What Are Preference Shares and What Are the Types of Preferred Stock

What Are Preference Shares and What Are the Types of Preferred Stock

What Are Preference Shares and the Types of Preferred Stock?

What Are Preference Shares?

Preference shares, also known as preferred stock, are shares of a company’s stock with dividends paid to shareholders before common stock dividends. In case of bankruptcy, preferred stockholders are paid before common stockholders.

Most preference shares have a fixed dividend, while common stocks usually do not. Preferred stock shareholders typically have no voting rights, unlike common shareholders.

Key Takeaways

  • Preference shares (preferred stock) are company stock with dividends paid to shareholders before common stock dividends.
  • There are four types of preferred stock – cumulative (guaranteed), non-cumulative, participating, and convertible.
  • Preference shares are ideal for risk-averse investors and are callable (the issuer can redeem them at any time).

Understanding Preference Shares

Preference shares fall into four categories: cumulative preferred stock, non-cumulative preferred stock, participating preferred stock, and convertible preferred stock.

Cumulative preferred stock requires the company to pay shareholders all dividends, even those omitted in the past, before common shareholders receive their dividends. Unpaid dividends are known as "dividends in arrears" and must be paid to the current stock owner. Sometimes, additional compensation (interest) is awarded to the holder of this type of preferred stock.

Quarterly Dividend = [(Dividend Rate) x (Par Value)] รท 4
Cumulative Dividends per share = Quarterly Dividend x Number of Missed Payments

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Non-cumulative preferred stock does not issue omitted or unpaid dividends. Shareholders of non-cumulative preferred stock have no right or power to claim foregone dividends in the future.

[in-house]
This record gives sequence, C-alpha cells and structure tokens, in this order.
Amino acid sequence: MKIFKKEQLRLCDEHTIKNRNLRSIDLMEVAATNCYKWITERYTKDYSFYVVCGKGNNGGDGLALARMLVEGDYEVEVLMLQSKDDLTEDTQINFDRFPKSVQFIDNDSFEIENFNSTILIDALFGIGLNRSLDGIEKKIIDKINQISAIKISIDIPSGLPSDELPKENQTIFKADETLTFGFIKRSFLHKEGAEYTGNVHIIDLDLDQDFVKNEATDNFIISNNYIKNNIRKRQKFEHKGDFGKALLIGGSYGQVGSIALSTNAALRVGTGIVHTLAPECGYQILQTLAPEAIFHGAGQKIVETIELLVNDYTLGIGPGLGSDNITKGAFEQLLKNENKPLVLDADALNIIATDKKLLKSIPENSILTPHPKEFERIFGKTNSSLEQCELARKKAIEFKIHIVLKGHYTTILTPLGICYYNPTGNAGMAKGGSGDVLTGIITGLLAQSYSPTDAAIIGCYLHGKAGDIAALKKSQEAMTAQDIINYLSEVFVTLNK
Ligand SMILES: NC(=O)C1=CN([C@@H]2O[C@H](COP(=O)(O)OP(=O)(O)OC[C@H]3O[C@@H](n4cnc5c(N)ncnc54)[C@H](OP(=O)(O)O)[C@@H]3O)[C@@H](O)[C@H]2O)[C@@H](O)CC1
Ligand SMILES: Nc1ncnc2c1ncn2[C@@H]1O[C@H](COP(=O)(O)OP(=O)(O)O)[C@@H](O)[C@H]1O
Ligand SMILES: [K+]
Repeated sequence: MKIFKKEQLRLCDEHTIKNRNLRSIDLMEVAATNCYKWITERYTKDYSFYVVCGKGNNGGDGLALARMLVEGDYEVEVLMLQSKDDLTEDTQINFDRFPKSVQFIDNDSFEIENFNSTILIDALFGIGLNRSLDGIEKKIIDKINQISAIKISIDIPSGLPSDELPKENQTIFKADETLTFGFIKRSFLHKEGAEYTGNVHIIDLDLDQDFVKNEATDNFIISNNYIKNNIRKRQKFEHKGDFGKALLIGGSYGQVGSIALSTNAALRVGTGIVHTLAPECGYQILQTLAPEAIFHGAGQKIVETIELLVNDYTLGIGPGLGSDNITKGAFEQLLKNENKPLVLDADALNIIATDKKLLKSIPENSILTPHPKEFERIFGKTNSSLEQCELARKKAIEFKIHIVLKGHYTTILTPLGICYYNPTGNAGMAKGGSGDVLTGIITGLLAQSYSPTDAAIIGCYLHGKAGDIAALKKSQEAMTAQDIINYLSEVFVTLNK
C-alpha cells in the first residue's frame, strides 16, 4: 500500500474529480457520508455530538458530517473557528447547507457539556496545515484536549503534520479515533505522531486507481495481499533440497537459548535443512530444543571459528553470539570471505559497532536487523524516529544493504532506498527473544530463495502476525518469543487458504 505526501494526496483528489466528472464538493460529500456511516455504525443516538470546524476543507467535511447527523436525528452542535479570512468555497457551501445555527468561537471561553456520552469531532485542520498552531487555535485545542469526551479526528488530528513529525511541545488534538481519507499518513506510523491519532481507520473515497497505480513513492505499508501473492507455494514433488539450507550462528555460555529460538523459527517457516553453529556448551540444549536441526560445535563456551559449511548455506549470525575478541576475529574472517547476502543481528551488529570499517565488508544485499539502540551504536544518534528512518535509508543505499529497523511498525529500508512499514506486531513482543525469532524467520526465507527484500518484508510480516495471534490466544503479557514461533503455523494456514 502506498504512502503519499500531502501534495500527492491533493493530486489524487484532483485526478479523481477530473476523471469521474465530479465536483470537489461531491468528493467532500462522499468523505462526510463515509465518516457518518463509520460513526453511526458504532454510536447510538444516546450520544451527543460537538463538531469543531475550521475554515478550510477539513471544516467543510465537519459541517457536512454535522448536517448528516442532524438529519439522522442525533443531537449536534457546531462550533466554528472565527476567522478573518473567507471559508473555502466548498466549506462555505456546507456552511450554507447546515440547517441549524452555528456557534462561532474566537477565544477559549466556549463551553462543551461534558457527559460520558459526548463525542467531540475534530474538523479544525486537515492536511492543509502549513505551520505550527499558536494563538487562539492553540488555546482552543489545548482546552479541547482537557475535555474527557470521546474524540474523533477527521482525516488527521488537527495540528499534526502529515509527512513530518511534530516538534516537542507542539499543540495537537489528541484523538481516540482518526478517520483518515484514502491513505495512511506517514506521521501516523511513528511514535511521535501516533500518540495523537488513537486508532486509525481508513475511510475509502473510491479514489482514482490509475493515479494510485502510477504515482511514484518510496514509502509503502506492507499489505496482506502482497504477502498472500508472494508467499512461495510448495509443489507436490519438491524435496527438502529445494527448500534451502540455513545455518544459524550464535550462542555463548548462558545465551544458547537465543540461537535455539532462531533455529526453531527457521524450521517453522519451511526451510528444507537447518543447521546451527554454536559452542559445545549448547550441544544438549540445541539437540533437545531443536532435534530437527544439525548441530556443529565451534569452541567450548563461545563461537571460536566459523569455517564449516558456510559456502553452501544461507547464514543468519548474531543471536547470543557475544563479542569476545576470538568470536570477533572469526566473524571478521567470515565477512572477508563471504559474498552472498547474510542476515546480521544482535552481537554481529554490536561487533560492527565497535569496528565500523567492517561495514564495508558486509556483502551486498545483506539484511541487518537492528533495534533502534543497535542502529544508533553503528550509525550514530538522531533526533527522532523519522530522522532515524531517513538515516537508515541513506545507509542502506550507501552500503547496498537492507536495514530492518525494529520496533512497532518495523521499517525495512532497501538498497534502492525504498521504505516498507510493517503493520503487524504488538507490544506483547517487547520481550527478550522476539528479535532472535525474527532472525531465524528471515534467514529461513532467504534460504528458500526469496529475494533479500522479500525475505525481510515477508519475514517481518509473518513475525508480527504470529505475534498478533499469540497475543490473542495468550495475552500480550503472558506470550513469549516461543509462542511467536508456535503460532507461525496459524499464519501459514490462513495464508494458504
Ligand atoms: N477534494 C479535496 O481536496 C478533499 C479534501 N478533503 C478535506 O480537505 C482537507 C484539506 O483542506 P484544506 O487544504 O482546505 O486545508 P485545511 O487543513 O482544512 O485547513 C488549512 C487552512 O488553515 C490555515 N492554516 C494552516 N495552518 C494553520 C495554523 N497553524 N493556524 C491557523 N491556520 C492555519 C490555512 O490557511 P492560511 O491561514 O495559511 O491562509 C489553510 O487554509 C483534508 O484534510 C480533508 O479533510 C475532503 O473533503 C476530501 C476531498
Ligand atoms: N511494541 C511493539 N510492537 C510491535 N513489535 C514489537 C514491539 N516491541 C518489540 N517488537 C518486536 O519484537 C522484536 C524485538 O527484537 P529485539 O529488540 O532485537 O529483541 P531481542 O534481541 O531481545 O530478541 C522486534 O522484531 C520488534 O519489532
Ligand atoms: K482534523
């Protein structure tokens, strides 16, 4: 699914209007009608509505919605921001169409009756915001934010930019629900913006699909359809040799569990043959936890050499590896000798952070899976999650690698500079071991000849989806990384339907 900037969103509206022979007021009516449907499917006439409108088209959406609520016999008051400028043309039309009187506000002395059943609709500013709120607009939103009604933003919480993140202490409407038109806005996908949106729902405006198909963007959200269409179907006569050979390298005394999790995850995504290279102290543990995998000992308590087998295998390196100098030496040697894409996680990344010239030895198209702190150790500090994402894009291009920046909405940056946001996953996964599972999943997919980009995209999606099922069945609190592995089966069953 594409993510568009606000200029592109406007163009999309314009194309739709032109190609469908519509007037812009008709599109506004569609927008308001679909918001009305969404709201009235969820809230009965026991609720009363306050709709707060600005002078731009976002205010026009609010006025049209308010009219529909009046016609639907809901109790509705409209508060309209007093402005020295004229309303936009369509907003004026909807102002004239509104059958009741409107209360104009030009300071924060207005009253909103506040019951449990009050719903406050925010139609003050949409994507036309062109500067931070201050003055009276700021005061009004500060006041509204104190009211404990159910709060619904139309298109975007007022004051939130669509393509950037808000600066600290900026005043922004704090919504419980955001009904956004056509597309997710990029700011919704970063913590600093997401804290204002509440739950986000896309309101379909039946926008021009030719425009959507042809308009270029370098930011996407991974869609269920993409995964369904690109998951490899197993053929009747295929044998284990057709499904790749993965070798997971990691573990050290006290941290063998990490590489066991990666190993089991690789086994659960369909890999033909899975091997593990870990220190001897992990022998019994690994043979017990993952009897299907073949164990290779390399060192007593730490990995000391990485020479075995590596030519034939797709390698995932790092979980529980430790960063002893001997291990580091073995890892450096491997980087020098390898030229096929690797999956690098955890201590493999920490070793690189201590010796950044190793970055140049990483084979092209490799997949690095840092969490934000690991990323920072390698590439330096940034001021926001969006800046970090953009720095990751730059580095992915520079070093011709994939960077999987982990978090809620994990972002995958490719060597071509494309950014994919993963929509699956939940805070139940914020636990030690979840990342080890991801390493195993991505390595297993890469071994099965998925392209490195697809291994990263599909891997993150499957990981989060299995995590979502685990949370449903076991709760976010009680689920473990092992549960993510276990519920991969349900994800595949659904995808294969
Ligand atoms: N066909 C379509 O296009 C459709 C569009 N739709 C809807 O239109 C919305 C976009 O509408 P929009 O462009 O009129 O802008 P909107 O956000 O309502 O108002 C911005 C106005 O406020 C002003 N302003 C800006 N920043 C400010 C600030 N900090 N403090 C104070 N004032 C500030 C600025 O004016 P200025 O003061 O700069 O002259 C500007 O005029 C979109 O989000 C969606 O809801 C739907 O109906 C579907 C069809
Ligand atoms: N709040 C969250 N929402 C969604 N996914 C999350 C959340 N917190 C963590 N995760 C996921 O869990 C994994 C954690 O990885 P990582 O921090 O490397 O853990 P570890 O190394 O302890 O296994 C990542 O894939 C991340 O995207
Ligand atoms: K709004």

Participating preferred stock provides shareholders with preferred dividends plus an additional dividend if common shareholders receive dividends above a specific per-share amount. In case of liquidation, participating preferred shareholders may be paid back the stock’s purchasing price and a share of remaining proceeds.

Convertible preferred stock includes an option for shareholders to convert their preferred shares into common shares after a pre-established date. Conversion usually happens at the shareholder’s request, but the company may have a provision to force the conversion. The value of convertible common stocks depends on the performance of the common stock.

What are preference shares?

Preference shares, or preferred shares, are a type of security similar to common shares and fixed-income securities. Preference shareholders have priority in receiving company dividends but often lack voting rights or upside participation.

What are the main types of preference shares?

The four main types of preference shares are cumulative preferred, non-cumulative preferred, participating preferred, and convertible. Cumulative preferred shares entitle holders to retroactive dividends, while non-cumulative preferred shares do not. Cumulative preferred shares are generally more expensive. Participating preferred shares offer additional dividends based on performance targets. Convertible preferred shares can be converted into common shares.

What happens if you own preference shares in a bankrupt company?

In bankruptcy, different securityholders have claims to a company’s assets. The order in which they receive their share depends on their security agreements. Preference shares have priority over common shares but lower priority than corporate bonds or other fixed-income securities.

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